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West Coast dockworkers to Russian cargo: Nyet!

Move largely symbolic as Biden bans oil, gas imports

Pier B at the Port of Long Beach, where containers and petroleum products intermingle. (Photo: Port of Long Beach)

Russian ocean cargoes are already having difficulty getting to market as industry and labor get ahead of official government sanctions with unofficial embargoes of their own.

The International Longshore and Warehouse Union, representing about 20,000 dockworkers at West Coast ports, said last week it will not load or unload any Russian cargo imports or exports. 

“With this action in solidarity with the people of Ukraine, we send a strong message that we unequivocally condemn the Russian invasion,” ILWU International President Willie Adams tweeted.

For the vast majority of cargo handled on the West Coast, the U.S. consignee pays for the freight and chances are high that the exporter in Russia has already been paid by the time the vessel has arrived, according to ocean shipping insiders.

A manager at ship charterer Minship GmbH responded online that the ILWU’s refusal doesn’t punish Russia because Russian shippers will have paid for the cargo. “All this does is financially hurt the U.S. buyers and leave the crew to suffer on board those ships left at limbo at sea.”

The ILWU’s threat won’t have a significant impact because the amount of Russian-related cargo that moves across West Coast docks is small. 

There were 7,371 twenty-foot equivalent units with Russian imports and exports that moved across the docks at the ports of Long Beach and Los Angeles in 2021, or four-tenths of 1% of all containerized cargo, according to data from the Long Beach port authority. 

Oil bulk imports from Russia amounted to about 2% to 3% of total imports at the Port of Long Beach last year. Combined container and bulk trade represents two-tenths of 1% of all two-way volume with Russia at the Port of Los Angeles, spokesman Philip Sanfield said.

“While a relatively small share of the port’s trade is with Russia, the Port of Long Beach nevertheless stands in solidarity with the ILWU and the city of Long Beach,” the Port of Long Beach said in a statement.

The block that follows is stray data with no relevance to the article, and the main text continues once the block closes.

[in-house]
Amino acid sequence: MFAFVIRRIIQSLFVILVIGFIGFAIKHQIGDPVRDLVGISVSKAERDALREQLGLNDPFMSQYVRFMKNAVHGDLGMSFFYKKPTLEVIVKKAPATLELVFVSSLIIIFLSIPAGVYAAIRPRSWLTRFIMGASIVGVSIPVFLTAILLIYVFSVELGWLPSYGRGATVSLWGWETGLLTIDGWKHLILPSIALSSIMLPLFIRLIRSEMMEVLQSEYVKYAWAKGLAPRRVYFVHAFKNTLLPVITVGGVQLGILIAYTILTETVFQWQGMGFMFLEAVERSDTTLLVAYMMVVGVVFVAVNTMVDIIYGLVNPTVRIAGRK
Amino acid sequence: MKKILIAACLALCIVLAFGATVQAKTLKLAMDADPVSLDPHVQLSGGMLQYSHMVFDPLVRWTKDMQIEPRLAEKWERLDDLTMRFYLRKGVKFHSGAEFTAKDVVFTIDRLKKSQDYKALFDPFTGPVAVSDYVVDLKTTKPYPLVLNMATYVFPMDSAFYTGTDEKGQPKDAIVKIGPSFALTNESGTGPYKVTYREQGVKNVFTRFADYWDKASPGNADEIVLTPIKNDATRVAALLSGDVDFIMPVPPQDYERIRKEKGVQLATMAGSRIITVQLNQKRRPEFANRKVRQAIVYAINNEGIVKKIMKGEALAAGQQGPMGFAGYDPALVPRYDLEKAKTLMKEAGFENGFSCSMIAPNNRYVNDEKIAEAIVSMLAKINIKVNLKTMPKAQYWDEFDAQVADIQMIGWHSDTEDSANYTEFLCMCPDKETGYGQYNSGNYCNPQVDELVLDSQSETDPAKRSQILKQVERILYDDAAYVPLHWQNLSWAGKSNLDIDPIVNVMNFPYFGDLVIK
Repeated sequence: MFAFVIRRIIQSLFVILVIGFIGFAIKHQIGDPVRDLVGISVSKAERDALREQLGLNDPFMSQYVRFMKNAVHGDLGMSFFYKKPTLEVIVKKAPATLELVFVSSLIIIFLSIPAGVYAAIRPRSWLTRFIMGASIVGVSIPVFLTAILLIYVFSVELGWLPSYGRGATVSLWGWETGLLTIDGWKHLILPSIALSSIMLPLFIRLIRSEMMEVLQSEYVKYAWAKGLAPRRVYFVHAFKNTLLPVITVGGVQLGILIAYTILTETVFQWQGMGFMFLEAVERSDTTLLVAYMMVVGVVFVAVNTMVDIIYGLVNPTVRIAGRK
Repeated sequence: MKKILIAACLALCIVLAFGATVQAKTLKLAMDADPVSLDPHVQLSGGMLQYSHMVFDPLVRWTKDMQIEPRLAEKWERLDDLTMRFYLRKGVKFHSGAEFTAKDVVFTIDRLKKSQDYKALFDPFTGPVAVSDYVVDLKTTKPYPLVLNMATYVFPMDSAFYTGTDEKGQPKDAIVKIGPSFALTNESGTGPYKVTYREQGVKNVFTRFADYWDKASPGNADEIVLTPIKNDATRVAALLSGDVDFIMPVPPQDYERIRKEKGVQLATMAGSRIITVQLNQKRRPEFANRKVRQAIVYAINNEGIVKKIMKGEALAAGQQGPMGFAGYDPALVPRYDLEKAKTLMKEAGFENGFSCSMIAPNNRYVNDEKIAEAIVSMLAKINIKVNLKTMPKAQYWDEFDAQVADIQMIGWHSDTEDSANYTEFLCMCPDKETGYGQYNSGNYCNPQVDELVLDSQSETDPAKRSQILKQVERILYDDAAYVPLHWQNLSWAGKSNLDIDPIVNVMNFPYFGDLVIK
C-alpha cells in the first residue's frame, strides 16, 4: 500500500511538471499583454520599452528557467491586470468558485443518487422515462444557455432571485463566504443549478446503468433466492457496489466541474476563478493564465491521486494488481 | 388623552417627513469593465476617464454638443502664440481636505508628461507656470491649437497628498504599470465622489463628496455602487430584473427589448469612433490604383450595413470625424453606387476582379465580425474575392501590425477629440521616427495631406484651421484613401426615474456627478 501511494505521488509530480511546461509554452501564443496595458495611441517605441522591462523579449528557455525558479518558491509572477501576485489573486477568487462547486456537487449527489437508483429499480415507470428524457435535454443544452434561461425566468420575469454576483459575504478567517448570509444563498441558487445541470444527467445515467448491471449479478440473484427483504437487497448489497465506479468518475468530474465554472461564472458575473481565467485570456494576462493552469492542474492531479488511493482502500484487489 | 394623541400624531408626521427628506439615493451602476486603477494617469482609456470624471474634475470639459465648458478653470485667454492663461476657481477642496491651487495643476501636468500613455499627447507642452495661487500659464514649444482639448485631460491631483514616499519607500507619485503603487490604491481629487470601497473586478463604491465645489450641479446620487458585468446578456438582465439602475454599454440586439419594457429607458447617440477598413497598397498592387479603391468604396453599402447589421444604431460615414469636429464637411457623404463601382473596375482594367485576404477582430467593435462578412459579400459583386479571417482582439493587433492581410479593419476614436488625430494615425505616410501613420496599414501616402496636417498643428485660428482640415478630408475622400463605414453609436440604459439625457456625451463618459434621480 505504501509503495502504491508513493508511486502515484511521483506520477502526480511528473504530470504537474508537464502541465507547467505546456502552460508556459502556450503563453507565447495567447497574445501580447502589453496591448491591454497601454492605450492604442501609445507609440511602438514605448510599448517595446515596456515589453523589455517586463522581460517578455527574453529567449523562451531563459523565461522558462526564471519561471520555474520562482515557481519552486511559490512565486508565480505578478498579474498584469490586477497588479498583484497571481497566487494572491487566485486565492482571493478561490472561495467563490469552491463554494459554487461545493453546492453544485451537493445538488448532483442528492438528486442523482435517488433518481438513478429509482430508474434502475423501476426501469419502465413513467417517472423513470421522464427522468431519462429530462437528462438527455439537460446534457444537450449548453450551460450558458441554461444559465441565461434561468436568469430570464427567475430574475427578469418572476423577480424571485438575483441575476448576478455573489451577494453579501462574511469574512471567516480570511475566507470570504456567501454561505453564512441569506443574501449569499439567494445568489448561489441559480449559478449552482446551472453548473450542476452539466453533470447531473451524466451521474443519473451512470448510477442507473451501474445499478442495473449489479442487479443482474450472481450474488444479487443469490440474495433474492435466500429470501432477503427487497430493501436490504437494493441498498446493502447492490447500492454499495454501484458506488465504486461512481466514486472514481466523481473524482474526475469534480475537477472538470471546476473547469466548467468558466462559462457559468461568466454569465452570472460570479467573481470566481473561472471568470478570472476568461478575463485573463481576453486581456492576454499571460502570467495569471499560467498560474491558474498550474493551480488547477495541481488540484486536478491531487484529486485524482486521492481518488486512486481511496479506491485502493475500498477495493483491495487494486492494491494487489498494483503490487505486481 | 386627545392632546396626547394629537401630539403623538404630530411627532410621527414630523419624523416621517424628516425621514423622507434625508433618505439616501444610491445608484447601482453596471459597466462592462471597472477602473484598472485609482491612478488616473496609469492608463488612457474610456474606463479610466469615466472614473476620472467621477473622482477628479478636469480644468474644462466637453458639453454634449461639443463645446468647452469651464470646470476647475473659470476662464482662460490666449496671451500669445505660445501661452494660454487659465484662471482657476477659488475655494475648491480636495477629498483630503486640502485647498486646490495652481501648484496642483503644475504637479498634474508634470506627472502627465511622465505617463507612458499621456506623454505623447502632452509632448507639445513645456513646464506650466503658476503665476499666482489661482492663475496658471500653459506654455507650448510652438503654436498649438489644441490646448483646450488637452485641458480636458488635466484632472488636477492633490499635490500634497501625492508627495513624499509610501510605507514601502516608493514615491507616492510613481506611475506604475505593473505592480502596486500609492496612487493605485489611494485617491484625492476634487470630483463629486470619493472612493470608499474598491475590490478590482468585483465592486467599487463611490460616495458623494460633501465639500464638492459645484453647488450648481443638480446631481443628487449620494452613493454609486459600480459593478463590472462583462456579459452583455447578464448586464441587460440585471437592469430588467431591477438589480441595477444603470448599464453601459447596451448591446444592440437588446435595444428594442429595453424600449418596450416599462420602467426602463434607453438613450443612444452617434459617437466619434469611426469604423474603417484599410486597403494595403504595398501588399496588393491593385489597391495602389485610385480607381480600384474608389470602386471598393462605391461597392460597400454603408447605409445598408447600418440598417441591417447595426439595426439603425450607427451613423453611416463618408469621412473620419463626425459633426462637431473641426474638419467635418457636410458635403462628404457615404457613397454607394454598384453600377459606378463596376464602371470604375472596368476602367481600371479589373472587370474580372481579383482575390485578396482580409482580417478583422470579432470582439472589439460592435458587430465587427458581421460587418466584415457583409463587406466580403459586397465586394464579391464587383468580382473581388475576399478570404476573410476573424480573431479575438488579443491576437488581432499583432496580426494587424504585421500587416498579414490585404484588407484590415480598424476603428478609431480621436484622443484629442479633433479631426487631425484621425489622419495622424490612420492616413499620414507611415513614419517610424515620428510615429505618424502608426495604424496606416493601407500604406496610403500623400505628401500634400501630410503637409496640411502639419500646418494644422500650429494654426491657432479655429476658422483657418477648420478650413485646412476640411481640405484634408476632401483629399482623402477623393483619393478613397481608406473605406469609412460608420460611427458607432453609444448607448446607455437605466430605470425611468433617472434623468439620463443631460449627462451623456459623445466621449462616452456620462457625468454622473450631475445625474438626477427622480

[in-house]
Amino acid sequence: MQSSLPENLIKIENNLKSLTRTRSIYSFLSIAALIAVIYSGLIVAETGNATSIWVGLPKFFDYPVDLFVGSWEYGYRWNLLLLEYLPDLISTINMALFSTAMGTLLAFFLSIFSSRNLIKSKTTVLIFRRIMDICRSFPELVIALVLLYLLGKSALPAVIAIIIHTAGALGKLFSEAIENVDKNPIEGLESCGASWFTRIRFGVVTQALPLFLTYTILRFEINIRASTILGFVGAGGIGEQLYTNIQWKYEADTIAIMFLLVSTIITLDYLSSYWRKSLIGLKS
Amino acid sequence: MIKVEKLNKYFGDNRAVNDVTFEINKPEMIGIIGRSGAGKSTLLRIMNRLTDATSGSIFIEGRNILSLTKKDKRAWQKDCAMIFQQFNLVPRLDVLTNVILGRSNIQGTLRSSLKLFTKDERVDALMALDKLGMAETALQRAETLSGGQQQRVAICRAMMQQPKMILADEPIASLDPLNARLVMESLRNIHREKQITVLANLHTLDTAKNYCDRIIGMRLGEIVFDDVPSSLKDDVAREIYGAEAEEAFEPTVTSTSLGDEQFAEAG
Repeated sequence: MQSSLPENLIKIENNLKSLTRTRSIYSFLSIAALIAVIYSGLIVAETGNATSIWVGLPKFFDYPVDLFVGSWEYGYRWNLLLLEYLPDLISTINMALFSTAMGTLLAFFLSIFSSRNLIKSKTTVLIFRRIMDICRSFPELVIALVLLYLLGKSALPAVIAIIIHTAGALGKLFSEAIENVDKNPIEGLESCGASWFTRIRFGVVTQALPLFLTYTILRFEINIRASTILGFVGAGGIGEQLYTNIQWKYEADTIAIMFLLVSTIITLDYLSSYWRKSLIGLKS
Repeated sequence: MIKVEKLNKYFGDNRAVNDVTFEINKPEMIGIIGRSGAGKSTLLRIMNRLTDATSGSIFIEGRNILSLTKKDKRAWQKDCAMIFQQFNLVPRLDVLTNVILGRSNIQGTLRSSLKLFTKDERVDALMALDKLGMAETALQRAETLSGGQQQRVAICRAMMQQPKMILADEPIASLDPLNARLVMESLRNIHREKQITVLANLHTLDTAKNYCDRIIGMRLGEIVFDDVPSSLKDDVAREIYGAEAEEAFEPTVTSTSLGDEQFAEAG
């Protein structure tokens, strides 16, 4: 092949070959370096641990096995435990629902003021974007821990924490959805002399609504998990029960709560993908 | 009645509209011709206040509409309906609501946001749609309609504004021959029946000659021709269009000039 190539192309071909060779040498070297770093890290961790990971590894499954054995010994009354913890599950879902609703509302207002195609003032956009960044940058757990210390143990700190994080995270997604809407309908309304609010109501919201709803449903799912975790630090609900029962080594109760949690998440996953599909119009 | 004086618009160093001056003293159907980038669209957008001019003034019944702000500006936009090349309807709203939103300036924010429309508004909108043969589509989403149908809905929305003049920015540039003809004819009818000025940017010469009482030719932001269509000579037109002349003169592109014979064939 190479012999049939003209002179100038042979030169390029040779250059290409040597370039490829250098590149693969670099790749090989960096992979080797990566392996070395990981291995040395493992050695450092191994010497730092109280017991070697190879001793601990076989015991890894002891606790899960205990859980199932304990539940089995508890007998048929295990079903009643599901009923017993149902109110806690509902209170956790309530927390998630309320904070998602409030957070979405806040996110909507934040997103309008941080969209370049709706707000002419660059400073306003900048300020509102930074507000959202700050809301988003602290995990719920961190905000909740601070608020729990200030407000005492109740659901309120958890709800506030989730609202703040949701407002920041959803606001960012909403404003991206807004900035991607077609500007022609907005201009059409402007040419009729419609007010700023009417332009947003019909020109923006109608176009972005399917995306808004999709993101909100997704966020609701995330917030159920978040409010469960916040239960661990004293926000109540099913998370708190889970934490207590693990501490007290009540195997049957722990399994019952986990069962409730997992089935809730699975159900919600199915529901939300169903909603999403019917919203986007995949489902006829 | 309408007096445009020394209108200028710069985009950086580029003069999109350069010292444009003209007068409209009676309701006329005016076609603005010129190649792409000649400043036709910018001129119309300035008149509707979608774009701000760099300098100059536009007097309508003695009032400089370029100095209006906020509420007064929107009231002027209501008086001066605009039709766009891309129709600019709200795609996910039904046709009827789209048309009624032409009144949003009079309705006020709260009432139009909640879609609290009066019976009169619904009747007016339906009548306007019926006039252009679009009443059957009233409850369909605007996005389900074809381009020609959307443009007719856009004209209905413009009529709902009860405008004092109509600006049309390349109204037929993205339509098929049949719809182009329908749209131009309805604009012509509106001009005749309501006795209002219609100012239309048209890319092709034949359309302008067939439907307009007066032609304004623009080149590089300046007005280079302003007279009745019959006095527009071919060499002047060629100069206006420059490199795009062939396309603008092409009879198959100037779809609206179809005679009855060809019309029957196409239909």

But longshoremen and the ports won’t even get an opportunity to reject oil cargo anymore because President Joe Biden on Tuesday announced a ban on Russian oil and gas imports.

The International Longshore Association, which represents longshore workers on the East Coast, issued a statement on Feb. 25 condemning Russian President Vladimir Putin’s “murderous assault” on Ukraine, but has not embargoed Russian cargo.

Last week, dockworkers at a terminal in Kent, England, refused to unload a shipment of liquefied natural gas from Russia, The Guardian reported. The tanker Boris Vilkitsky was diverted to the Port of Montoir-de-Bretagne in France.

Ocean carriers have already been turning down Russian business to avoid legal liability from sanctions and potential reputational damage.

The ILWU could soon be in the headlines if collective bargaining with terminal employers doesn’t result in a contract well before the June 30 expiration of the current deal. Any uncertainty about maintaining productivity or actual slow downs in moving containers could result in cargo diversion to other ports and more congestion than already exists because of pandemic-related infrastructure and labor constraints. Public sentiment could influence the talks. On one side are private port operators that are largely owned by foreign ocean carriers making unusually large profits the past two years. But ILWU members are well–paid tradesmen and Americans who have dealt with supply chain delays and record inflation may lose patience if a labor dispute creates more economic dislocation, especially as the Ukraine crisis sends the price of oil and other commodities way up.

Click here for more FreightWaves/American Shipper stories by Eric Kulisch.


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Eric Kulisch

Eric is the Supply Chain and Air Cargo Editor at FreightWaves. An award-winning business journalist with extensive experience covering the logistics sector, Eric spent nearly two years as the Washington, D.C., correspondent for Automotive News, where he focused on regulatory and policy issues surrounding autonomous vehicles, mobility, fuel economy and safety. He has won two regional Gold Medals from the American Society of Business Publication Editors for government coverage and news analysis, and was voted best for feature writing and commentary in the Trade/Newsletter category by the D.C. Chapter of the Society of Professional Journalists. As associate editor at American Shipper Magazine for more than a decade, he wrote about trade, freight transportation and supply chains. Eric is based in Portland, Oregon. He can be reached for comments and tips at [email protected]